The Food and Drug Administration has approved abatacept, a selective T-cell costimulation modulator, for treating adults with active psoriatic arthritis (PsA), the manufacturer, Bristol-Myers Squibb, has announced.

Approval of abatacept (Orencia) was based on two randomized, double-blind, placebo-controlled studies (PsA-I and PsA-II) in 594 adults with PsA for more than 7 years, according to the July 6 announcement . Patients had active PsA (at least three swollen joints and at least three tender joints), despite previous disease-modifying antirheumatic drug (DMARD) therapy and had one qualifying psoriatic skin lesion measuring at least 2 cm in diameter. The studies included patients treated with TNF inhibitors (TNFi) previously.

In the PsA-I trial, 170 patients received abatacept administered intravenously (IV) at days 1, 15, 29, and then every 28 days for 24 weeks, followed by open-label abatacept every 28 days. Patients were then randomized to placebo or treatment with abatacept 3 mg/kg, 10 mg/kg, or two doses of 30 mg/kg followed by weight range–based dosing of 10 mg/kg without escape for 24 weeks.

In the PsA-II trial, 424 patients received weekly doses of placebo or abatacept 25 mg administered subcutaneously (SC) without a loading dose for 24 weeks, followed by open-label abatacept at a dose of 125 mg SC weekly.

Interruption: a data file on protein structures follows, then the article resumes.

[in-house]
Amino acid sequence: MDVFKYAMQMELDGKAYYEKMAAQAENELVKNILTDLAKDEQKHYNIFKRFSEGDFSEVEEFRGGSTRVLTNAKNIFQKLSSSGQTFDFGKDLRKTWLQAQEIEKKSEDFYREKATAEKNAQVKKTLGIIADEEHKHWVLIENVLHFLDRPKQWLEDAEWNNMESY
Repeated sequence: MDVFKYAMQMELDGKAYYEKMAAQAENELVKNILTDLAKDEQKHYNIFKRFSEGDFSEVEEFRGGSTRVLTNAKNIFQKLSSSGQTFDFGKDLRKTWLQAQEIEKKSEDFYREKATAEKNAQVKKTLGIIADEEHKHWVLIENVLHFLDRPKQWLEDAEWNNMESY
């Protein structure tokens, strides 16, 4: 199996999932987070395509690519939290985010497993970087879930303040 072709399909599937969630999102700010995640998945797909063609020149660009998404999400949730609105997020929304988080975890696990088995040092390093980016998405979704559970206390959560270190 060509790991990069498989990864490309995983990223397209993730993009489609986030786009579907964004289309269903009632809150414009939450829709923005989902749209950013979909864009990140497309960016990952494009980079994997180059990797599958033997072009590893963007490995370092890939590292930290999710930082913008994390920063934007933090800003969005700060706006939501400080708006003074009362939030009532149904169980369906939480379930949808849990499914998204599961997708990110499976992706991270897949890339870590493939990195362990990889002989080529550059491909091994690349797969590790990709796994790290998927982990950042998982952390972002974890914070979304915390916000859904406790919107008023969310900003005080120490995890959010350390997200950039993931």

Compared with those on placebo, more patients treated with abatacept 10 mg/kg IV or 125 mg SC achieved an ACR 20 (American College of Rheumatology 20) response at 24 weeks: 47.5% vs. 19.0% and 39.4% vs. 22.3%, respectively (P less than .05).

Other results included a greater proportion of abatacept SC patients with at least a 0.35 decrease from baseline on the Health Assessment Questionnaire-Disability Index: 31% vs. 24% on placebo at 24 weeks. Responses were seen regardless of prior anti-TNFi treatment and regardless of concomitant non-biologic DMARD treatment. In addition, patients on abatacept IV and SC had improvements in enthesitis and dactylitis at 24 weeks.

The safety profile of abatacept in the two studies was “consistent with the safety profile” in rheumatoid arthritis, according to the company release.

Abatacept, initially approved in 2005, was previously approved for RA in adults and for juvenile idiopathic arthritis

Find the updated prescribing information for abatacept here .

llaubach@frontlinemedcom.com

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